The Tory government can count its blessing that the biggest issue it’s faced since coming to power happened in the hazy heat of Old Home Week, when Islanders are more interested in harness racing by night and beaches by day.
When news of a legal end run around the Lands Protection Act became public is less important than how the King government will respond. Dennis King campaigned on enforcing not only the letter, but the spirit of the act. Since taking office, however, government’s tone has changed from populism to meekness.
And that was before Guardian reporter Stu Neatby broke news that the daughter of Mary Jean Irving purchased the 2,200 acre Brendel Farms.
By its own admission, Irvings used a loophole in the act to complete a purchase the former Liberal cabinet had rejected in March. At that time the proposal from three Irving related companies, each listing Mary Jean Irving or one of her two daughters as a shareholder and director, was rejected for violating the 3,000 acre corporate ownership limit. Mary Jean Irving owns Indian River Farms, a major potato producer.
Not one to take no for an answer, the Irving clan opted for a new strategy. Rather than buy the land, buy the corporation that owns the land. Sale of large swaths of land must be reviewed by the Island Regulatory and Appeals Commission and approved by cabinet; land included within corporate purchase and sale agreements do not.
In July Green MLA Michele Beaton raised the spectre that the deal denied by the MacLauchlan cabinet was still proceeding. Agriculture Minister Bloyce Thompson responded by saying “our government doesn’t operate on rumours.”
The fact Minister Thompson was taken by surprise by The Guardian story indicates his department also did nothing to follow up on the Beaton’s question. Out of sight, out of mind does not meet the standard of enforcing the spirit of the Lands Protection Act.
The National Farmers Union is a vocal critic of loopholes within the Lands Protection Act. But the union’s concerns have been largely ignored. This is the first example of an intentional, legal, walk around of regulations. Liberals are unaware of a similar process being utilized under their watch.
But would government even know? If there is no requirement to obtain IRAC approval for land included in the sale of a corporation, then government would need to specifically search every agreement to have a full understanding of land ownership by individual and related corporations. IRAC doesn’t do that.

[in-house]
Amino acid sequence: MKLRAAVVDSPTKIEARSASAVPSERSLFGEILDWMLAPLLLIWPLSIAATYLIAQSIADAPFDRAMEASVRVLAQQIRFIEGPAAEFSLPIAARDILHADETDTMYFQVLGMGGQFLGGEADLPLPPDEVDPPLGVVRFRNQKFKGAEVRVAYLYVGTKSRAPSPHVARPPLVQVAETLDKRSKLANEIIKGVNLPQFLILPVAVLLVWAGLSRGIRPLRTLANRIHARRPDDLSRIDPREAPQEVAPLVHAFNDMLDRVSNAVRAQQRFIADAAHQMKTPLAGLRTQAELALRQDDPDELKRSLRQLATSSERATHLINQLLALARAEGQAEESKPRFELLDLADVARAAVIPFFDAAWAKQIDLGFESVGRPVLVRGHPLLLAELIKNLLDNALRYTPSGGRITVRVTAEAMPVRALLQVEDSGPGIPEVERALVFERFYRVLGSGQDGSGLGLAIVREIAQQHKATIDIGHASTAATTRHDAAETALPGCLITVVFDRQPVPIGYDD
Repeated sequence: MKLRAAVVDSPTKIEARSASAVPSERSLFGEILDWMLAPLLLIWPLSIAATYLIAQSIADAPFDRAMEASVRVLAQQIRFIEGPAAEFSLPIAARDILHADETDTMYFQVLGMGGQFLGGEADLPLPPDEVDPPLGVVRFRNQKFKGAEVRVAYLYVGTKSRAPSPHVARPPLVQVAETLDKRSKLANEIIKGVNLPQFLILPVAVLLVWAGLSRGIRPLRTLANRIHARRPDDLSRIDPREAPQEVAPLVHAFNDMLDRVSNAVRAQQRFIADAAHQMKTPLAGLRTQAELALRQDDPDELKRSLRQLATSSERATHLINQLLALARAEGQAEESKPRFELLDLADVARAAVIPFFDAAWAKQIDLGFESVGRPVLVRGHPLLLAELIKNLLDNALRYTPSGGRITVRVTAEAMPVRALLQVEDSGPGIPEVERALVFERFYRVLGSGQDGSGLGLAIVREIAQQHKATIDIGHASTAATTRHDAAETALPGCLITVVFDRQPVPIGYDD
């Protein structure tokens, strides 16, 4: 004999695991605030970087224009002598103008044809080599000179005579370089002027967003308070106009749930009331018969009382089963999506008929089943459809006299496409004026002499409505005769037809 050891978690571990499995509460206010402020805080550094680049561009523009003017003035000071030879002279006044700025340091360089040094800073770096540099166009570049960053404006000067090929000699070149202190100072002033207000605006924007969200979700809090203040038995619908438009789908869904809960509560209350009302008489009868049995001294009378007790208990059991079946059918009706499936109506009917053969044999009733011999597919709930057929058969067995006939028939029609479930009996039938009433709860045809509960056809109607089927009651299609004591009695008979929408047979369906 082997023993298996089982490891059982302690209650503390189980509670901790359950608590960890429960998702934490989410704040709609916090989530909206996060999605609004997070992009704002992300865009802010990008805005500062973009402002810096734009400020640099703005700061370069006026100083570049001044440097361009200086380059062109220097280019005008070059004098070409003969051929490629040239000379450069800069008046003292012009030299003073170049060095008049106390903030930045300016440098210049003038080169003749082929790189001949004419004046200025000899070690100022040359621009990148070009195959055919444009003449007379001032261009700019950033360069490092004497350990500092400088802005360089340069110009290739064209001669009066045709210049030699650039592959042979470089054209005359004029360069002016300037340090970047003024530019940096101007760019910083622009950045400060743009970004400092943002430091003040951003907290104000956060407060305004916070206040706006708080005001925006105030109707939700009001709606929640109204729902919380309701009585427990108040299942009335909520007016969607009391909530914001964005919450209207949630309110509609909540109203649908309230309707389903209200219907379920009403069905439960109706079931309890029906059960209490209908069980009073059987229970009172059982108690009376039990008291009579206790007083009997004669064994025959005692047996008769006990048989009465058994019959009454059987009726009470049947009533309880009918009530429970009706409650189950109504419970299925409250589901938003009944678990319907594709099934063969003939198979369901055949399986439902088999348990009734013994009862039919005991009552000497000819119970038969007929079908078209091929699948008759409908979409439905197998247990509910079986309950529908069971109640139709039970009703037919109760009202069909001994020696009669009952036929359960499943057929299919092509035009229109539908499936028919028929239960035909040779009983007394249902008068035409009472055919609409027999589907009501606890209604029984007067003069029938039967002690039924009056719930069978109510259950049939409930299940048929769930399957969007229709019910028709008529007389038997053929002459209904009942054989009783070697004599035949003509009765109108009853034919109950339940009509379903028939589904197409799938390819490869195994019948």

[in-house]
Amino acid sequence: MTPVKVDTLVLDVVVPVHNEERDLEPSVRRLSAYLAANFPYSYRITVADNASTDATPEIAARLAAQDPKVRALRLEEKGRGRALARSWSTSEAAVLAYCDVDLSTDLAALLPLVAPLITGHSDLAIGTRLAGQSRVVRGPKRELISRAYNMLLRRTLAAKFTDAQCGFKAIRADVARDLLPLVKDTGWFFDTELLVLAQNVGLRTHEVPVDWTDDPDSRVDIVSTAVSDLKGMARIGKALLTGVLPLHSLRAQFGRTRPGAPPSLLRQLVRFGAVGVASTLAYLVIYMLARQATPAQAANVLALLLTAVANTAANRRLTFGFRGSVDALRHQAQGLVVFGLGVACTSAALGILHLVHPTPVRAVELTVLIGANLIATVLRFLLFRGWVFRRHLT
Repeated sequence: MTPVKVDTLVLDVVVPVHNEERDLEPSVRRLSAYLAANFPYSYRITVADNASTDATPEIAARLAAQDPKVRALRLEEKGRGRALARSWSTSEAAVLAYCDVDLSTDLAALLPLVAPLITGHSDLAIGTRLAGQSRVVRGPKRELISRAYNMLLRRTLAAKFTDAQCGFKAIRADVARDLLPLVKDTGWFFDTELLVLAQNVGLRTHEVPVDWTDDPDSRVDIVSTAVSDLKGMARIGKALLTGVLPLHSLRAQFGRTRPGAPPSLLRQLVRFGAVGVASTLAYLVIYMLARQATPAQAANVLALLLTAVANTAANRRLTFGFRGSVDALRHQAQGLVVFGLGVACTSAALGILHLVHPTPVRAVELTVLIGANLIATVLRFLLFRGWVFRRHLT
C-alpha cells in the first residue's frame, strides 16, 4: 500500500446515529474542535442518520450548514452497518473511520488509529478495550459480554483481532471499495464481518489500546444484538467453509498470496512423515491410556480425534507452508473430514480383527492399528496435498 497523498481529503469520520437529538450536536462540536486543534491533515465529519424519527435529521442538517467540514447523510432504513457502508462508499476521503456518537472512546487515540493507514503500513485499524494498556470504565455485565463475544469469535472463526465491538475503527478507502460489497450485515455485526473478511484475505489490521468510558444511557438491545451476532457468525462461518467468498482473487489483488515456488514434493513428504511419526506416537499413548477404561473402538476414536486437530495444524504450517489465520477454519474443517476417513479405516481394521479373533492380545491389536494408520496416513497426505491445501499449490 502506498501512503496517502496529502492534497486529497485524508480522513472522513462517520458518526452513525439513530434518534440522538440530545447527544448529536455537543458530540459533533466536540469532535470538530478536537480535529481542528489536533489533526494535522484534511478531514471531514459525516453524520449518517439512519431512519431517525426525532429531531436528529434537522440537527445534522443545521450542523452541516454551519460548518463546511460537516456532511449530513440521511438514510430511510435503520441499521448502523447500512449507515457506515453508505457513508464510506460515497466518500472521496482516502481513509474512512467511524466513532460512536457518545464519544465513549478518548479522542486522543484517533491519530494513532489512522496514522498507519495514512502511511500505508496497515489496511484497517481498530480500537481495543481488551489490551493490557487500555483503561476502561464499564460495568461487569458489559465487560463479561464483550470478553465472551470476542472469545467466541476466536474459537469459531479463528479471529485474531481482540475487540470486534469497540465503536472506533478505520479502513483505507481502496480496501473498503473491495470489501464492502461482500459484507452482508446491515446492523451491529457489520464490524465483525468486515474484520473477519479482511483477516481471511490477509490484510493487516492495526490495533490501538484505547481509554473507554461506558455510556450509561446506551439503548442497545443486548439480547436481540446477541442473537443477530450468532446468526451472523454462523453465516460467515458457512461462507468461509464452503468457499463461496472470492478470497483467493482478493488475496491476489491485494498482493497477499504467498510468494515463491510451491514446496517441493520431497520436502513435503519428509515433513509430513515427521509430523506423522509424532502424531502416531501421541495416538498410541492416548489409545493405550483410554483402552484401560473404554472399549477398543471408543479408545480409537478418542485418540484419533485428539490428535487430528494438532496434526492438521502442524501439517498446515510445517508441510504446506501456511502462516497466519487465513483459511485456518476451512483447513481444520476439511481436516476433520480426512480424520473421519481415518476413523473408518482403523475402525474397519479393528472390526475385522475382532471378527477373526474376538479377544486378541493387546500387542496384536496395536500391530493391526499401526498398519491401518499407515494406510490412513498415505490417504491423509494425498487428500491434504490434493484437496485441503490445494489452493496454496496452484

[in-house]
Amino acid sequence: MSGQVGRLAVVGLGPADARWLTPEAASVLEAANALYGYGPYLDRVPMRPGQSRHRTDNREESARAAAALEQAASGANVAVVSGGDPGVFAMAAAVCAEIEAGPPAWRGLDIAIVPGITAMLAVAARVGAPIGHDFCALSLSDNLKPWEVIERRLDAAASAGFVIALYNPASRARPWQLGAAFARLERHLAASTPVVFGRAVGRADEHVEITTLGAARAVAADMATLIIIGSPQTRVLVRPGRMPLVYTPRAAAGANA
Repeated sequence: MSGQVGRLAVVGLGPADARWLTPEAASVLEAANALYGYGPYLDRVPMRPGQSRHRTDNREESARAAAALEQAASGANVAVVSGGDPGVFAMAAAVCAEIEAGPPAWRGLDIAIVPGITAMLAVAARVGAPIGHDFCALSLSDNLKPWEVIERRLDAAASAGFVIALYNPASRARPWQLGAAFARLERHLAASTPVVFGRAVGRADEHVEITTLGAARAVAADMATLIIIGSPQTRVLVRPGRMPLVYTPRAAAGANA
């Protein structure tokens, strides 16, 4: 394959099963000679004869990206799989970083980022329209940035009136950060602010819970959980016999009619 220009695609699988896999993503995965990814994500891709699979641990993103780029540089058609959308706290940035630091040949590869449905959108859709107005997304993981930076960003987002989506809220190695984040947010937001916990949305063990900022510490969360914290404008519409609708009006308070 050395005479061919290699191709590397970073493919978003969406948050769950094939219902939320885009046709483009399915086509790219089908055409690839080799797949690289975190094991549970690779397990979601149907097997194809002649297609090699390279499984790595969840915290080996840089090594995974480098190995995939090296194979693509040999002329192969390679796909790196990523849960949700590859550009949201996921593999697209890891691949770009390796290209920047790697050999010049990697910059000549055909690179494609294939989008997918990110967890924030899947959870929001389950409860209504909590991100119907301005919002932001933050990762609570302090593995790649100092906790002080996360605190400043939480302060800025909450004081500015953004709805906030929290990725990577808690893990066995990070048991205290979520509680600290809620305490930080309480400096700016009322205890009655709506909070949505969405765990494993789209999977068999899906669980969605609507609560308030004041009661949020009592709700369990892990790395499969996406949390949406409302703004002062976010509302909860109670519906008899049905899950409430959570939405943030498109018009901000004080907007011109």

This is a serious issue that demands a serious response. So far the King government has offered the predictable. Minister Thompson has asked IRAC to review the purchase while refusing to speak publicly about it. The premier has busied himself with summer social events and photo opportunities while remaining silent on an issue that is front and centre for many PC supporters. It doesn’t matter if it’s corporate potato growers, foreign cottage owners or those affiliated with the growing Buddhist presence, Islanders want to trust that the rules are being enforced.
The lack of a forceful response is both disappointing and troubling. In flipping the file to IRAC the minister indicated in an unofficial social media post “I am NOT happy.” But he said nothing about determining how extensive the use of loopholes has been or offered a promise to eliminate them from the Lands Protection Act.
What more evidence does the King government need? An acknowledged loophole was used to buy a farm government had already rejected for being in violation of provincial law. Yet neither the minister nor premier has committed to closing it. The only thing government has done is pass the buck to IRAC, and it’s questionable whether it has the capacity or mandate to investigate anything but this specific transaction.
So much for the boldness Dennis King promised Islanders.
Paul MacNeill is Publisher of Island Press Limited. He can be contacted at firstname.lastname@example.org